\PUR-mee-ayt\, transitive verb: 1. To spread or diffuse through.
2. To pass through the pores or openings of.
intransitive verb: To spread through or penetrate something.

A darkly sweet aroma permeated the air; white orchid blossoms erupted from snakelike vines.
--Chu Tien-Wen, Notes of a Desolate Man

Passers-by could see into buildings through display windows, while the warm glow and sweet smells emanating from the shops and cafes permeated the partly enclosed pedestrian ways.
--Larry R. Ford, The Spaces Between Buildings

The travelers, with their pinched, ferocious expressions and their too brightly glittering eyes, projected an aura of paranoia mixed with anxiety that permeated the bus.
--Tama Janowitz, A Certain Age

The fear of crime permeates their lives. They worry about being mugged . . . in a parking lot or while walking home from work.
--David J. Krajicek, Scooped!

Permeate is from Latin permeare, "to go through, to pass through," from per-, "through" + meare, "to go, to pass."

/fun and humor permeates The Margins :lol:

Posted: Fri Dec 17, 2004 8:36 am
by felonius
...his eyes left her face as a new sensation permeated the distant edges of his consciousness - one of chill and exposure. Reluctantly rising further up from the depths of REM sleep's silver pool, he gradually became aware of one foot protruding from the blanket, toes frosty and numb in the cold morning air. Pulling it back under, he felt mild disappointment - the dream had been pleasantly recherche and he knew he wouldn't get it back even if he managed to fall asleep again...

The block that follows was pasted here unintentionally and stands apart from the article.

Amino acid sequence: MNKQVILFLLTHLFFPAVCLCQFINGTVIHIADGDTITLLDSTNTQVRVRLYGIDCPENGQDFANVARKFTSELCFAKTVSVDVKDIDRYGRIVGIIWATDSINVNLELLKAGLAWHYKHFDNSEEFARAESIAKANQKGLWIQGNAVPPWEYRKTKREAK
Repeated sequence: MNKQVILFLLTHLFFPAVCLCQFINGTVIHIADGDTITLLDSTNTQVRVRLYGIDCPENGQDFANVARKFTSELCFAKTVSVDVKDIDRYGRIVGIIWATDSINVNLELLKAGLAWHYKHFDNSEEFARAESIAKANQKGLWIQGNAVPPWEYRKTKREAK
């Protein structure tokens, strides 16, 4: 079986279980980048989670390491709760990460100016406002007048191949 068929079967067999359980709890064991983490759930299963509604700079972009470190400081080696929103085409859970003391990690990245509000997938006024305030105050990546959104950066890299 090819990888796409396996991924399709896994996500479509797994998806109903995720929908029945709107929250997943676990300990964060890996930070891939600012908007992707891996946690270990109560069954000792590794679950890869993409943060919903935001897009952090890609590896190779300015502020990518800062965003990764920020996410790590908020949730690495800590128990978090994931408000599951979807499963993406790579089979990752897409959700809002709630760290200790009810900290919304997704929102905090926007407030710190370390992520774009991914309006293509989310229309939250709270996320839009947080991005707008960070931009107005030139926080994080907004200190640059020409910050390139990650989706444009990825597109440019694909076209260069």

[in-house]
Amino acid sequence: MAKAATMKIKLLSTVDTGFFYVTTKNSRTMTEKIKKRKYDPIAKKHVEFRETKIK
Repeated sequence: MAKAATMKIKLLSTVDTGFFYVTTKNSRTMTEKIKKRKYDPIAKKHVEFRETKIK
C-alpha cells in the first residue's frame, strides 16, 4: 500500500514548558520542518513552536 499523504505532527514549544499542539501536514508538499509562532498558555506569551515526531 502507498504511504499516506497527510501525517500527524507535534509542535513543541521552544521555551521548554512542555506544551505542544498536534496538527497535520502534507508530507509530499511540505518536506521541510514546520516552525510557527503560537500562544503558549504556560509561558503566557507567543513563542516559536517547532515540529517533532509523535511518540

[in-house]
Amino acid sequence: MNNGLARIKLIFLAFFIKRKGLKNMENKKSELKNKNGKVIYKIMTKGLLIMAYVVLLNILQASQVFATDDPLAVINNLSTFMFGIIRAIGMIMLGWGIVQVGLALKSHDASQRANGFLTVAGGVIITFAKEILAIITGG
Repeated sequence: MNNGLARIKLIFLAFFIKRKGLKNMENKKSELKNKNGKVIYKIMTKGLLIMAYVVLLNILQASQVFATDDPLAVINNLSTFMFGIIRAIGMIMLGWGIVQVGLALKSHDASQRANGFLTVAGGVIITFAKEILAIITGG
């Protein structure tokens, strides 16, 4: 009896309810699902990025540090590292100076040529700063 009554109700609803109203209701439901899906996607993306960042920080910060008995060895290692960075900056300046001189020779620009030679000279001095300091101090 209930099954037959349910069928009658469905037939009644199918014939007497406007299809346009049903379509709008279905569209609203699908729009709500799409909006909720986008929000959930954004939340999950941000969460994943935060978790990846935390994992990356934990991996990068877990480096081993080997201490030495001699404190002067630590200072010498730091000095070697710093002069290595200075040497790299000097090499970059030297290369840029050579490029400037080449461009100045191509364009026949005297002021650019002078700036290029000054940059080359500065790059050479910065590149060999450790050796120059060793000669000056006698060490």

Posted: Fri Dec 17, 2004 11:18 am
by Darb
... it was at that moment that a purple 1972 El Camino, owned by the local leader of The Latin Kings, screamed around the corner spraying bullets from an Ingram Mac-10 equipped with a 32 pip long-boy clip. The hail of bullets permeated the wall, sleeper, bedframe, dresser, television, and sleeping cat, and left a multi-colored and multi-textured recherche montage on the far wall that the sleeper's widow would subsequently pawn off as a Jackson Pollock original for a cool two hundred and seventeen grand.

(inspired by Steven Aylett) :lol:

Posted: Fri Dec 17, 2004 12:10 pm
by RecluceMage
Hey Ghost, don't mean to step on your feet, but I found this very extensive site for obscure words.